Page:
Man fled Iran on fake passport to escape death sentence for renouncing Islam, court told

The court, taking into account the accused's early admission of guilt and cooperation, sentenced him to 18 months in prison, suspended for three years

The man had been sentenced to death in Iran for apostasy (Stock photo)
The man had been sentenced to death in Iran for apostasy (Stock photo)

A man who renounced his Islamic faith and fled a death sentence in Iran using a false passport, has been handed a suspended sentence this afternoon.

30-year-old Mostafa Nasirpour was arraigned before magistrate Caroline Farrugia Frendo by police inspector Lara Butters on charges of possession and use of falsified documents. He had been arrested upon arrival at the airport after his travel documents were found to be forged.

His lawyer, Noel Bartolo, informed the court that there would be an admission of guilt, but made an impassioned plea for the man’s release.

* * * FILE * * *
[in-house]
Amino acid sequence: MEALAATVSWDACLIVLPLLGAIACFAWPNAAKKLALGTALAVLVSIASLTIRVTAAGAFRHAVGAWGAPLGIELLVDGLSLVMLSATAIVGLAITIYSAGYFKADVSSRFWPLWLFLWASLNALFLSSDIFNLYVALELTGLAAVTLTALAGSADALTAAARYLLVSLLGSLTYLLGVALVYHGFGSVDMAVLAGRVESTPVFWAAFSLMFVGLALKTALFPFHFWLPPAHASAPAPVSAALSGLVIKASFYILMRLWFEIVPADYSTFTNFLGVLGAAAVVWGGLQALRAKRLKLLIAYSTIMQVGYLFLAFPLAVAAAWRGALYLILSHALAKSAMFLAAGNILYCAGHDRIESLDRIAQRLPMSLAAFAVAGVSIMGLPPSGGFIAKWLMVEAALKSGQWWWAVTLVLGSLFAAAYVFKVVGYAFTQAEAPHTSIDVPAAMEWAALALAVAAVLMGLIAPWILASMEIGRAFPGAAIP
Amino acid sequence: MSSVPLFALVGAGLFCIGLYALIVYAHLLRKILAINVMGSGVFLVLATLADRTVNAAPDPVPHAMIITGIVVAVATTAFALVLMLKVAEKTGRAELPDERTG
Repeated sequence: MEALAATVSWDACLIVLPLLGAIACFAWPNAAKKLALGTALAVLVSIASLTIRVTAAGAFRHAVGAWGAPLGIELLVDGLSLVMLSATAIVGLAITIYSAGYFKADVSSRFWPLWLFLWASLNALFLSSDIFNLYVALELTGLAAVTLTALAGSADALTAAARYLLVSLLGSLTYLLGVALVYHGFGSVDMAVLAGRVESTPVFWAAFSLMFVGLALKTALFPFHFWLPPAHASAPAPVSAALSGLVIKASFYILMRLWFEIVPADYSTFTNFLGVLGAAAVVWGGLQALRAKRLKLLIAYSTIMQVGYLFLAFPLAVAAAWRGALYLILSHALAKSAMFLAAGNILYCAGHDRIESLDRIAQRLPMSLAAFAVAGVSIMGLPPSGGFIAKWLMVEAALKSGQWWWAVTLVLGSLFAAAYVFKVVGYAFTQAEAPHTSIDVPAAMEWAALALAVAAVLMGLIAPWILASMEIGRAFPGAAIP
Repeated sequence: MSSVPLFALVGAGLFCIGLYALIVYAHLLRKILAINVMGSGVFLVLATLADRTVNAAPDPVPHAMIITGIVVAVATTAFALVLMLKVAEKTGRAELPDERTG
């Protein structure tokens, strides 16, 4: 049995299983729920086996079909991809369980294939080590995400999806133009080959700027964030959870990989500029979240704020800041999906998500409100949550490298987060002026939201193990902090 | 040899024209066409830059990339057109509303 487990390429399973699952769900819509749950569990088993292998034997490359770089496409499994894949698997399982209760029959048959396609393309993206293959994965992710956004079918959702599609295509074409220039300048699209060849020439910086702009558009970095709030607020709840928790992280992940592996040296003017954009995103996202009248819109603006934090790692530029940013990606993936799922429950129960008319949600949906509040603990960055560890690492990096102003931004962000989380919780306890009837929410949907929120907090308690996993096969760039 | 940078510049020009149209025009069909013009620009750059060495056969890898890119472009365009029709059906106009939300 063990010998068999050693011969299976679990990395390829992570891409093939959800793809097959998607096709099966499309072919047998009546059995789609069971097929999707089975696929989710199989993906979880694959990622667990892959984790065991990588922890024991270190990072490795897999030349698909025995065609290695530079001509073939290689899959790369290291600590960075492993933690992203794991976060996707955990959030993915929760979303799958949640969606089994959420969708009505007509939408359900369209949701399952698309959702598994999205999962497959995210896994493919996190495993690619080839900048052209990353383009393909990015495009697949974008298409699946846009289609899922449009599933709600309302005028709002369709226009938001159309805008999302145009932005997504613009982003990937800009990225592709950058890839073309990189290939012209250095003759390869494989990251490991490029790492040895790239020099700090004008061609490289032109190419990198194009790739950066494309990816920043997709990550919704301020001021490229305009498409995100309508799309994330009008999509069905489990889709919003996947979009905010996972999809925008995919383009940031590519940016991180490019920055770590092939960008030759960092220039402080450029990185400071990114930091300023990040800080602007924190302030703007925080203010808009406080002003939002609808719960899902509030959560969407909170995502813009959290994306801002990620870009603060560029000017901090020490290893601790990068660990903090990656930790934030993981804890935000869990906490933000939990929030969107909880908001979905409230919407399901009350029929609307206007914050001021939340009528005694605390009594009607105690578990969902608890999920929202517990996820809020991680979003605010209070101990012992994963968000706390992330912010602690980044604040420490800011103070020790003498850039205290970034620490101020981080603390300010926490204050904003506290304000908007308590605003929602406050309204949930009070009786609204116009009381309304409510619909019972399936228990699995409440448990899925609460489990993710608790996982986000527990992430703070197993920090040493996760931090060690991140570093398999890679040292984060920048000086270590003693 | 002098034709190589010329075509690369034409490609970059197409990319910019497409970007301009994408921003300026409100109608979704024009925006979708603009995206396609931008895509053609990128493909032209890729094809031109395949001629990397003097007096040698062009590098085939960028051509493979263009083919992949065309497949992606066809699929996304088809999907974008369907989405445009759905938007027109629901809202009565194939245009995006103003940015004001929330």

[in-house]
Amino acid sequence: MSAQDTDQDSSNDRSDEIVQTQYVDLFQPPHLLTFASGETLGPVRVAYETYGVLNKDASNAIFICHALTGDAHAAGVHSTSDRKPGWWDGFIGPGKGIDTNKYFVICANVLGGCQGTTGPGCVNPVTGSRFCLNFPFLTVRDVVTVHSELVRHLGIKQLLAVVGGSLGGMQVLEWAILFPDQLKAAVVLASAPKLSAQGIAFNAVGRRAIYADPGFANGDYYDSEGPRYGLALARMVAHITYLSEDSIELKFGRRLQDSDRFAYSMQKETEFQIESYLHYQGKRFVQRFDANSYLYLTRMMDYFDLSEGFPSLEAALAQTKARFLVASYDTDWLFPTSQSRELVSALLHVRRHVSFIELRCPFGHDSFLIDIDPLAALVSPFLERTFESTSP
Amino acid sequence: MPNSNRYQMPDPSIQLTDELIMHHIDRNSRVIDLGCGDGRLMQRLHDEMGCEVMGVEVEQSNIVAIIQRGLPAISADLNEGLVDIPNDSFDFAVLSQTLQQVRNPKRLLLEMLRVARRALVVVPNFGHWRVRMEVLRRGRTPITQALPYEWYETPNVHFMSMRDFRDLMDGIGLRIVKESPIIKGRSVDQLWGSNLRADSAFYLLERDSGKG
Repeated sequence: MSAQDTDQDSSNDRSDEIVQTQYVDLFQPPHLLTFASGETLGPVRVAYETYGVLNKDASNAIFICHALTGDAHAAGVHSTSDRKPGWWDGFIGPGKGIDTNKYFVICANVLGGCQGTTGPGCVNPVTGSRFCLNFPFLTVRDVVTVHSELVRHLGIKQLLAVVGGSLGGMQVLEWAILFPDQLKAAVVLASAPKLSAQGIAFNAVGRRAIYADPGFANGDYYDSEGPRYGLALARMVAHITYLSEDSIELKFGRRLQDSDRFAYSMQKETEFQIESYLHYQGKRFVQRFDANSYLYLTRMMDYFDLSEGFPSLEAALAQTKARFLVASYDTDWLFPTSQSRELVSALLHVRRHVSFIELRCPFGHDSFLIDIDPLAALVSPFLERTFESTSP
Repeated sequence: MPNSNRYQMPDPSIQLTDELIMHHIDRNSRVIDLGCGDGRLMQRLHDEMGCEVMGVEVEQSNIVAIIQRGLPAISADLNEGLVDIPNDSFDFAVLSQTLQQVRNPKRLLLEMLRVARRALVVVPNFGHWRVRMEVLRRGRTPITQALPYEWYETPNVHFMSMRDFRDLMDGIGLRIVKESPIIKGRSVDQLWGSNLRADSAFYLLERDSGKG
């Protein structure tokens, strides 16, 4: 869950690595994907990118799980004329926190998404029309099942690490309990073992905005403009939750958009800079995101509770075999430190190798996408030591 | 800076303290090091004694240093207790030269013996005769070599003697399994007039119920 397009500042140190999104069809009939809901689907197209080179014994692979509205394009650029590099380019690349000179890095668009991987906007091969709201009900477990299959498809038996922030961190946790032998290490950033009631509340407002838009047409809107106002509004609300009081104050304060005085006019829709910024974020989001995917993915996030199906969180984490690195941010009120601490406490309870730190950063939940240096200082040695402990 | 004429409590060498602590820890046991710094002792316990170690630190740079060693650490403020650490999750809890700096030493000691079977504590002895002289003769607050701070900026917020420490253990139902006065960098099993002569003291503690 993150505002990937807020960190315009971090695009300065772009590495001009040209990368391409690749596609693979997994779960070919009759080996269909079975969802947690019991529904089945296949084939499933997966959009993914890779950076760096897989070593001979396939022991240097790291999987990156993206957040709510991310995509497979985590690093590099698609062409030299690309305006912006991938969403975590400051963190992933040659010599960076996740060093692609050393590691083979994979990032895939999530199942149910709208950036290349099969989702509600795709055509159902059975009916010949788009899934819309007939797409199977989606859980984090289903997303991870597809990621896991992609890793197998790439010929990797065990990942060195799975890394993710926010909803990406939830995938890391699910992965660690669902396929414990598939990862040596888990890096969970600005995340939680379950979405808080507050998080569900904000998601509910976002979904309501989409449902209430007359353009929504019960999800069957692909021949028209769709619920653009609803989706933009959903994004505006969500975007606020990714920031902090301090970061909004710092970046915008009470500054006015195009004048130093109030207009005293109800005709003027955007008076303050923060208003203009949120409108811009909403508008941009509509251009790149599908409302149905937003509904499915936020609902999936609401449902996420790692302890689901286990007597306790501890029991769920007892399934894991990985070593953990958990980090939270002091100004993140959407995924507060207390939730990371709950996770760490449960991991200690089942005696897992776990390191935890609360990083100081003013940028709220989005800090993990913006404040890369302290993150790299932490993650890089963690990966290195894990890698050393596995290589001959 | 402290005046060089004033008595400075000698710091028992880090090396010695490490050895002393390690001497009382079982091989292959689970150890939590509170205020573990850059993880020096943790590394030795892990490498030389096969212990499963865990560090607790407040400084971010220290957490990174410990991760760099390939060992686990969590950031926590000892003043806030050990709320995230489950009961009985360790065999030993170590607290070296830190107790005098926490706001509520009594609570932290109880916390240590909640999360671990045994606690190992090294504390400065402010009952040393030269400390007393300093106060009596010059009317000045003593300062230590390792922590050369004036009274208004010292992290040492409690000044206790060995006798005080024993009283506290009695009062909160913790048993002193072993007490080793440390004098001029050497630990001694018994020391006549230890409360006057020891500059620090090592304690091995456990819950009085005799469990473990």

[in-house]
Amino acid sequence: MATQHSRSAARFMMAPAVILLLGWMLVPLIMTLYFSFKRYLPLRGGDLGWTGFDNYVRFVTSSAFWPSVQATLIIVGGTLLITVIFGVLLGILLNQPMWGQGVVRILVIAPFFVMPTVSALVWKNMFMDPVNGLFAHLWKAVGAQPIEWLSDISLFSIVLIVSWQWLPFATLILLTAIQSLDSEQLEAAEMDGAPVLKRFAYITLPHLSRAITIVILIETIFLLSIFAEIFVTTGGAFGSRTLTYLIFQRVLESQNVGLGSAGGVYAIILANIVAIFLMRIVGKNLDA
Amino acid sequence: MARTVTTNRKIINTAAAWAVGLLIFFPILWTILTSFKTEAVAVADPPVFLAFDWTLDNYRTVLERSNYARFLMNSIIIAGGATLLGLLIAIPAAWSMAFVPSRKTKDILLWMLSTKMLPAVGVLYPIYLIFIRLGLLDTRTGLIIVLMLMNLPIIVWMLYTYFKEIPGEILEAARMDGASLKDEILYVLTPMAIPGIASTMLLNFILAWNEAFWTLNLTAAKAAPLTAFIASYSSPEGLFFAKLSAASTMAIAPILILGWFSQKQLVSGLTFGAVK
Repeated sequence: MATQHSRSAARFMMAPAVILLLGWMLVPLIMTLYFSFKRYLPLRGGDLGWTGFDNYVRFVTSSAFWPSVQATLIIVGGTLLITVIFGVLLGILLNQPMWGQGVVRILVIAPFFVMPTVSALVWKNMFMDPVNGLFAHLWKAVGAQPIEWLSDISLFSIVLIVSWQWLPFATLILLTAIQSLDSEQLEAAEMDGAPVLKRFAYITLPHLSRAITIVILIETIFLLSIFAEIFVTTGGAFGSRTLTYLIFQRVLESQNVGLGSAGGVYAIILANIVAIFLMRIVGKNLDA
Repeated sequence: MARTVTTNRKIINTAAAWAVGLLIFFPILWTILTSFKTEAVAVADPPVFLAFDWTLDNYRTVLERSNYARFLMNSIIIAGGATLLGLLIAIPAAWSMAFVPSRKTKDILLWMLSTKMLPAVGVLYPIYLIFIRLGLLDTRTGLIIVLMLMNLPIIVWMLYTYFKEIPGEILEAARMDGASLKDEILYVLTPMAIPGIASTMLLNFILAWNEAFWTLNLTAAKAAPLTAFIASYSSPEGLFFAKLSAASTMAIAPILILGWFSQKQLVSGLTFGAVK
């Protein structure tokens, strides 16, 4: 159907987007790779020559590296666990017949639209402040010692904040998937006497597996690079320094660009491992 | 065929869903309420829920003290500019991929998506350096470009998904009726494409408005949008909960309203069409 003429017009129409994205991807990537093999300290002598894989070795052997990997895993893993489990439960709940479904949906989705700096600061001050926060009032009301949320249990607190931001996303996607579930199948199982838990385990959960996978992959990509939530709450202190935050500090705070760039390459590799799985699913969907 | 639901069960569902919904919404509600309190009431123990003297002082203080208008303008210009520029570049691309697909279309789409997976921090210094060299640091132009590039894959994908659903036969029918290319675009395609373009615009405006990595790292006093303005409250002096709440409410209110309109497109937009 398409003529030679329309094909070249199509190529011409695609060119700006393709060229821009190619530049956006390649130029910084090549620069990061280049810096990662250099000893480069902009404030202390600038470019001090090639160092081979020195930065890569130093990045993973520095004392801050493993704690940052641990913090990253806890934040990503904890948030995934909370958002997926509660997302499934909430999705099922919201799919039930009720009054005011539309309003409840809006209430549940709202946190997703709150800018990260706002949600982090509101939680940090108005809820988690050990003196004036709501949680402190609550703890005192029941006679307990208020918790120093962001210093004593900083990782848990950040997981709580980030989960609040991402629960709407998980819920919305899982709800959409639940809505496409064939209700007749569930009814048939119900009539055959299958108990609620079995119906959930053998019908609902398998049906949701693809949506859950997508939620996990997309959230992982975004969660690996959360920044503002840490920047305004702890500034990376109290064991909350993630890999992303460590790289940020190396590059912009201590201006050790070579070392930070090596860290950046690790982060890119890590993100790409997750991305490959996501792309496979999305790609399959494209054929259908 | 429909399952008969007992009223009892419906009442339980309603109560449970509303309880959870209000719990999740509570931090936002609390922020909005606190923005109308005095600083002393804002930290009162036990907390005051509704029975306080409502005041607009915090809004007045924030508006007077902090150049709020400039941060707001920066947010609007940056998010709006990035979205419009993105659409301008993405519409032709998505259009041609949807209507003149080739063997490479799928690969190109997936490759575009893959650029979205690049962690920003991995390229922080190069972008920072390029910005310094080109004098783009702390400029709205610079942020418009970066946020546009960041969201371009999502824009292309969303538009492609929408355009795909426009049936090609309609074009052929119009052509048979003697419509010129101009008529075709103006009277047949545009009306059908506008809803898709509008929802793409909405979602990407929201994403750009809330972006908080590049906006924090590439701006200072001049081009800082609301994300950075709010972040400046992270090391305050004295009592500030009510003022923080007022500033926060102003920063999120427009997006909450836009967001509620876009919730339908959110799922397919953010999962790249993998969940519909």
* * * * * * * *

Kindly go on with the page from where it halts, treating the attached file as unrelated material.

The accused, an Iranian national, had fled Iran after changing his religion, said the lawyer. Under Iran’s Islamic law, the penalty for apostasy is death. He was part of a group of five who tried to escape the country, and was one of only two who made it out. The Iranian authorities were only two hours behind him, he said. “The others are probably dead,” said the lawyer.

“This man literally fled his home country to escape death.”

Inspector Butters pointed out that the man had first gone to Turkey from where he had bought his false passport. “This is a serious offence and it is happening often. There are ways and means to seek protection. He bought false documents instead of asking for asylum upon arrival,” she argued.

The accused took the witness stand. Asked by his lawyer why he had left Iran, he said it was because he had changed his religion. “If you change your religion in Iran you will get capital punishment.”

It was a narrow escape, he confirmed, with just two hours separating him from his would-be captors.

He had bought tickets to Turkey and then went into hiding because if caught, he would be sent back to Iran. After that he went to Tunis, he said but it is also a Muslim country and so he came to the first safe country he could, Malta, Nasirpour explained.

He had not originally planned to come to Malta, he said.

Magistrate Caroline Farrugia Frendo, after hearing submissions on punishment from both sides, taking into account his early admission and cooperation with the prosecution, sentenced the man to 18 months in prison, which were suspended for three years.

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